Opinion: Catering to various student diets in the cafeteria

Westhill should consider making in-school lunch options more accessible to students who face obstacles when assessing the more generic choices offered at the lunch counter.

More than 16 million people in the United States are now either vegan or vegetarian.  This is not just a huge number, but a massive increase from years’ past as well. Westhill should take notice of the increasing number of students who have dietary restrictions and expand their lunch menu to fit how more students eat.  The number of vegans, vegetarians, and those who suffer from food allergies has increased and now the options in the cafeteria are limited for those with dietary restrictions.  

“I want to walk into the cafeteria and see more variety. All I see is beef, nothing is vegetarian so I can’t eat anything,” junior Akhil Uppalari said on trying to find something to eat that doesn’t interfere with his religion.  As a diverse public school, Westhill should cater to many different ethnicities and religions so food that doesn’t contradict religion or culture is accessible.

  “Being vegan is an important part of my identity and a lot of people will avoid it in fear of limited availability. It’s important that students can pursue whatever ideology they want with confidence they will be fed,” junior Rebecca Siegal said.  

Preparation for vegan or vegetarian meals can be a long process, and if your parents work and you are rushing out in the morning it isn’t easy to just grab a lunch that fits your dietary needs.  Kids should know that when they get to school they will have options besides a slice of pizza.  

In addition to the increase of vegans at Westhill, some students suffer from food allergies.  Celiacs Disease has become more common and the autoimmune disease keeps those who have it on a strict gluten-free diet.  Becoming gluten-free has also become a fad as many people choose to be gluten free just for the health benefits.  Other students suffer from nut allergies and intolerance to dairy or soy.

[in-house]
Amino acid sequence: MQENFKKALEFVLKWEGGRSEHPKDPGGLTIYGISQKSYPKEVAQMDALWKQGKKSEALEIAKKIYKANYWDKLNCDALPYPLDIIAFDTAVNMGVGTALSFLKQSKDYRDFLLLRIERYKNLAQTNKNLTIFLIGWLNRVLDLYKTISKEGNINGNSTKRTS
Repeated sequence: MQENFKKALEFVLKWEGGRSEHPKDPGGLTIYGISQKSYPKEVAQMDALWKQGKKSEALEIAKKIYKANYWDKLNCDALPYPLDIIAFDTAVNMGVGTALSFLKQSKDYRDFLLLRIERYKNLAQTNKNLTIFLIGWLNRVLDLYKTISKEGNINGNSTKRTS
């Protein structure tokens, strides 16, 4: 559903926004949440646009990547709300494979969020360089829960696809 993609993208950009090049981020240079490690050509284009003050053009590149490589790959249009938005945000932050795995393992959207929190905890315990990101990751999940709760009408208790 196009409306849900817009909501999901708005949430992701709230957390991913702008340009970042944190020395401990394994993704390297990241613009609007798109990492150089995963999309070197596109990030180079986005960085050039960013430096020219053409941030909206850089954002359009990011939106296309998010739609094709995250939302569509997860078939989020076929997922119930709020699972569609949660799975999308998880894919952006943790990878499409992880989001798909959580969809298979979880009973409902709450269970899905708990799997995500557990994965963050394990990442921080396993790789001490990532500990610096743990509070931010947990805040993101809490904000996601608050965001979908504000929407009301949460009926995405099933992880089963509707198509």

“My gluten allergy was difficult to adjust to at first because I was so used to having snacks and sandwiches for lunch everyday but now I can’t eat those things.  My parents are clueless about making gluten-free meals for me so I usually end up with a pretty light lunch.  If the cafeteria offered gluten free options, I would actually be able to eat more than an apple and a salad for lunch.” Junior Neha Mathew said.

With only a few options to choose from those who have dietary restrictions aren’t likely to find something they can eat. If Westhill expanded their menu and had options that could tend to the needs of those with food allergies, religious constrictions and vegans then more students would be assured that when they got to lunch there would be choices for them.  

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